Amanda Hesser has certainly been the target of much of my criticism. To see her writing informed articles on Spain is a nice surprise. Perhaps she is maturing into the writer others have told me she could be, or perhaps editorial direction is changing for the better at the food desk. I believe Suvir has mentioned that Eric Asimov is now an editor. It's also true that Spain is hot in terms of dining--and not in the way Mexican food is hot. Look at the cluster of Michelin stars in Catalonia and in the Basque region.

Suvir - In addition to your work here, do you have a suggestion where those interested in India and Indian food should go for intelligent writing?

Robert Buxbaum

WorldTable

Recent WorldTable posts include: comments about reporting on Michelin stars in The NY Times, the NJ proposal to ban foie gras, Michael Ruhlman's comments in blogs about the NJ proposal and Bill Buford's New Yorker article on the Food Network.

My mailbox is full. You may contact me via worldtable.com.

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Bux you embarass me... I wish I was as informed as you make me out to be.  

I love food and love India.  That is all. It helps me that I traveled a lot and that my parents made it a point to teach us about India and it's very rich culture even as we as children did what our peer did.. follow the west.

I think we really do need some more voices and writing that is brilliant and about India.

I rely on friends and family and my own curiosity.  I actually would love to know of places I can go to as well.

I have not been exposed to any.  I find the food writing and travel writing dealing with India or with many other cultures to be rather poor and uninspired.

I have enjoyed a few writers and their skill with words.  My absolute favorite is Gael Green.  She makes love to food in her words.. and he writing is exciting to me.  I am sure others may find it lacking in ways... but her work does it for me.  

Eric Asimov does a great job in exposing the many layers of foods.  At least I see that evident in his Indian restaurant reviews.  Very thorough.. very well researched and very well criticised.  He also always has a great way of looking at something foreign, exposing what is new and yet sharing what makes it unique and special.  So I cannot complain about the NY TImes too much.  Since  they have at least one writer that cares to share a wealth of information.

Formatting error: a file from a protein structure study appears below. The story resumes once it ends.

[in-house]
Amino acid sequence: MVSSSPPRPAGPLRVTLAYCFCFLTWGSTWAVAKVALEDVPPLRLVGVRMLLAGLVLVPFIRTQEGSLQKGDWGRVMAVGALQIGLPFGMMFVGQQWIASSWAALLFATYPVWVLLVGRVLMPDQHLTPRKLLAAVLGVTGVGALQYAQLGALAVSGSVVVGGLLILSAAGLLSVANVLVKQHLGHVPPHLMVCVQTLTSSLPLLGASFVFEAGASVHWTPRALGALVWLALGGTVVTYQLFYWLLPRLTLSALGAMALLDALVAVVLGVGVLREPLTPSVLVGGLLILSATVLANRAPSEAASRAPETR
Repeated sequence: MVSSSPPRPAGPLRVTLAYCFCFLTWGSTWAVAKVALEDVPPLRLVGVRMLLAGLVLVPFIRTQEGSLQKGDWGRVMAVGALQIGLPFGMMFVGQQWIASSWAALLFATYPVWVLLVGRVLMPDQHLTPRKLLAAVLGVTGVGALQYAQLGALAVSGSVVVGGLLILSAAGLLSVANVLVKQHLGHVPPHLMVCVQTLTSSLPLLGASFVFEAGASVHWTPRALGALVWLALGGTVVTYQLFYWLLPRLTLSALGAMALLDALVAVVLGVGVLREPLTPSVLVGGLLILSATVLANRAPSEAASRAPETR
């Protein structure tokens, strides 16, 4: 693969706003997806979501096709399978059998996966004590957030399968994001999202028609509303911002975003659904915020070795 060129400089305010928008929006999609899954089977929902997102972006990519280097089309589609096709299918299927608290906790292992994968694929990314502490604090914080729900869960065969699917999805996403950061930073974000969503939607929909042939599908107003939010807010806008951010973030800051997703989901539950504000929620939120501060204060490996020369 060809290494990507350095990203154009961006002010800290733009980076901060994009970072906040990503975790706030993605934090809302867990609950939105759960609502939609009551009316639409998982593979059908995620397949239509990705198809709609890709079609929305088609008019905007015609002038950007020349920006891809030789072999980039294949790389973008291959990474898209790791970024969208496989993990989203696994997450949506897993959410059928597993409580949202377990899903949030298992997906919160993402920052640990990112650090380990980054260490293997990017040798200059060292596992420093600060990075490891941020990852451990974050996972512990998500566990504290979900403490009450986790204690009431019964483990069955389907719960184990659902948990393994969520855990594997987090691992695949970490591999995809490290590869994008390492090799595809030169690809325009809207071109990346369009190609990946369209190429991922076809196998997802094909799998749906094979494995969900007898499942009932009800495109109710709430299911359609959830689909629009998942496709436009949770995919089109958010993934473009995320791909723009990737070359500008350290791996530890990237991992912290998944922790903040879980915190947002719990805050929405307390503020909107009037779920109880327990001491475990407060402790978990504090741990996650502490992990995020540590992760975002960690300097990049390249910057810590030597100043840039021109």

I have enjoyed the very detailed and scientific pieces by Amanda Hesser.  The pieces she has done on kithcen hardware are excellent.  I found some of her pieces hokey to my understanding.  But I feel as Steve Plotnicki had pointed out in some thread on egullet.. that may have to do with my being Indian and not knowing English well enough.  Or was it Lord Lewis that said that?  Or both maybe... But I seem to do fine with the writing of Gael Green, Eric Asimov.

Then there is Food Arts where they do a great job with most all their stories.  Michael Batterberry is a great writer.  The editors at  the magazine do a painstakingly thorough job with every story.  No detail is missed.  And the end result, a world class, excellent publication.  Great photographs, good writing and excellent layout.  Wish we had more magazines like that.

Upper Crust is a magazine from Bombay that is doing a fairly good job.  Maybe people can check them out.  Farzana Contractor the young and vivacious widow of Bahram Contractor is running the show at the magazine.  She is carrying on in the great spirit of Busybee (Bahram Contractor) and sharing with Indians the many fine elements of food, dining and travel from around India and the world.  The link is below.

Upper Crust Magazine